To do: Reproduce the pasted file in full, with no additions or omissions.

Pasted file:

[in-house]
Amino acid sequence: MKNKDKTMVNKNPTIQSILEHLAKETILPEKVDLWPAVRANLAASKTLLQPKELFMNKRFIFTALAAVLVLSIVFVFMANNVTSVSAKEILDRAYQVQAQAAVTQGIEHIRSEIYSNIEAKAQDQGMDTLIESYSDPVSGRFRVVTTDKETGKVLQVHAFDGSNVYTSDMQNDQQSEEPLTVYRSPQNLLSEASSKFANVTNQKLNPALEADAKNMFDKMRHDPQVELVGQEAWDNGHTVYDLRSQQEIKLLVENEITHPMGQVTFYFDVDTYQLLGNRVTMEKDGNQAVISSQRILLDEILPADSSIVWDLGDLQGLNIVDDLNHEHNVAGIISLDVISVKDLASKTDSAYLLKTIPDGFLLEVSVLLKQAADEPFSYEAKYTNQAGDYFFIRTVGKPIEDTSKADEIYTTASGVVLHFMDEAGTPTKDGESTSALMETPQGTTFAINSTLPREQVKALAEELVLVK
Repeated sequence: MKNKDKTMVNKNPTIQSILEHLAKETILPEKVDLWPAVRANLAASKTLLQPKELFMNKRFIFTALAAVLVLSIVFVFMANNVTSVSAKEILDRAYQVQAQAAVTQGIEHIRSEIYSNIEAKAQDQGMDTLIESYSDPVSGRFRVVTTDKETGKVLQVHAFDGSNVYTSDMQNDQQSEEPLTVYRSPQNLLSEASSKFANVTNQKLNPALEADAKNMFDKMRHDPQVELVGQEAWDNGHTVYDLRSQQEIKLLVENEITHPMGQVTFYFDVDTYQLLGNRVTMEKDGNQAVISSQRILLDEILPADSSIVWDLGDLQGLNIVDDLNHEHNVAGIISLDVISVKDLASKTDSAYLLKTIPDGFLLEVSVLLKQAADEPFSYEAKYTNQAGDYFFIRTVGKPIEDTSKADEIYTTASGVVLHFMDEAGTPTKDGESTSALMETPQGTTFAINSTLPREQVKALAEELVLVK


[in-house]
Amino acid sequence: MKNKDKTMVNKNPTIQSILEHLAKETILPEKVDLWPAVRANLAASKTLLQPKELFMNKRFIFTALAAVLVLSIVFVFMANNVTSVSAKEILDRAYQVQAQAAVTQGIEHIRSEIYSNIEAKAQDQGMDTLIESYSDPVSGRFRVVTTDKETGKVLQVHAFDGSNVYTSDMQNDQQSEEPLTVYRSPQNLLSEASSKFANVTNQKLNPALEADAKNMFDKMRHDPQVELVGQEAWDNGHTVYDLRSQQEIKLLVENEITHPMGQVTFYFDVDTYQLLGNRVTMEKDGNQAVISSQRILLDEILPADSSIVWDLGDLQGLNIVDDLNHEHNVAGIISLDVISVKDLASKTDSAYLLKTIPDGFLLEVSVLLKQAADEPFSYEAKYTNQAGDYFFIRTVGKPIEDTSKADEIYTTASGVVLHFMDEAGTPTKDGESTSALMETPQGTTFAINSTLPREQVKALAEELVLVK
Repeated sequence: MKNKDKTMVNKNPTIQSILEHLAKETILPEKVDLWPAVRANLAASKTLLQPKELFMNKRFIFTALAAVLVLSIVFVFMANNVTSVSAKEILDRAYQVQAQAAVTQGIEHIRSEIYSNIEAKAQDQGMDTLIESYSDPVSGRFRVVTTDKETGKVLQVHAFDGSNVYTSDMQNDQQSEEPLTVYRSPQNLLSEASSKFANVTNQKLNPALEADAKNMFDKMRHDPQVELVGQEAWDNGHTVYDLRSQQEIKLLVENEITHPMGQVTFYFDVDTYQLLGNRVTMEKDGNQAVISSQRILLDEILPADSSIVWDLGDLQGLNIVDDLNHEHNVAGIISLDVISVKDLASKTDSAYLLKTIPDGFLLEVSVLLKQAADEPFSYEAKYTNQAGDYFFIRTVGKPIEDTSKADEIYTTASGVVLHFMDEAGTPTKDGESTSALMETPQGTTFAINSTLPREQVKALAEELVLVK